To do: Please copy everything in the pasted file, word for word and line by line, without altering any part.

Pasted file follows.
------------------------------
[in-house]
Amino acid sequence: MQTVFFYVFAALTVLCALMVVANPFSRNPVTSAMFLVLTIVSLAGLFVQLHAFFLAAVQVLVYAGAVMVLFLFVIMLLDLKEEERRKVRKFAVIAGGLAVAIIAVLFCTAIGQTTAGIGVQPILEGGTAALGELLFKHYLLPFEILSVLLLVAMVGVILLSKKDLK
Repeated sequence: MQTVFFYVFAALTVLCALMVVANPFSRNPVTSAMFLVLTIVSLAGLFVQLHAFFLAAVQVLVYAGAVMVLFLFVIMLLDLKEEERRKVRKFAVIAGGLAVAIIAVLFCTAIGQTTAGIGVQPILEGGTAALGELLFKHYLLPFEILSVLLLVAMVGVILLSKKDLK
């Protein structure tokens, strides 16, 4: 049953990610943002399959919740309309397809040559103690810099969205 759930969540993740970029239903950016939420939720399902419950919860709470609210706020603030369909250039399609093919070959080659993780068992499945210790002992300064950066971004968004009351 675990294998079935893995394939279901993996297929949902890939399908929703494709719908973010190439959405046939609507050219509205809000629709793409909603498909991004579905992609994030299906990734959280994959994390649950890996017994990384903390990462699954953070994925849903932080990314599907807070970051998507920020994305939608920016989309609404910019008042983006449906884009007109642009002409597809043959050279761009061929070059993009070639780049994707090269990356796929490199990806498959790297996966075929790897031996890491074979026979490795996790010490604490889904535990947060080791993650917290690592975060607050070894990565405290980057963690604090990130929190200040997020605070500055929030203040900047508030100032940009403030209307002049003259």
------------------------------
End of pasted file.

[in-house]
Amino acid sequence: MQTVFFYVFAALTVLCALMVVANPFSRNPVTSAMFLVLTIVSLAGLFVQLHAFFLAAVQVLVYAGAVMVLFLFVIMLLDLKEEERRKVRKFAVIAGGLAVAIIAVLFCTAIGQTTAGIGVQPILEGGTAALGELLFKHYLLPFEILSVLLLVAMVGVILLSKKDLK
Repeated sequence: MQTVFFYVFAALTVLCALMVVANPFSRNPVTSAMFLVLTIVSLAGLFVQLHAFFLAAVQVLVYAGAVMVLFLFVIMLLDLKEEERRKVRKFAVIAGGLAVAIIAVLFCTAIGQTTAGIGVQPILEGGTAALGELLFKHYLLPFEILSVLLLVAMVGVILLSKKDLK
């Protein structure tokens, strides 16, 4: 049953990610943002399959919740309309397809040559103690810099969205 759930969540993740970029239903950016939420939720399902419950919860709470609210706020603030369909250039399609093919070959080659993780068992499945210790002992300064950066971004968004009351 675990294998079935893995394939279901993996297929949902890939399908929703494709719908973010190439959405046939609507050219509205809000629709793409909603498909991004579905992609994030299906990734959280994959994390649950890996017994990384903390990462699954953070994925849903932080990314599907807070970051998507920020994305939608920016989309609404910019008042983006449906884009007109642009002409597809043959050279761009061929070059993009070639780049994707090269990356796929490199990806498959790297996966075929790897031996890491074979026979490795996790010490604490889904535990947060080791993650917290690592975060607050070894990565405290980057963690604090990130929190200040997020605070500055929030203040900047508030100032940009403030209307002049003259």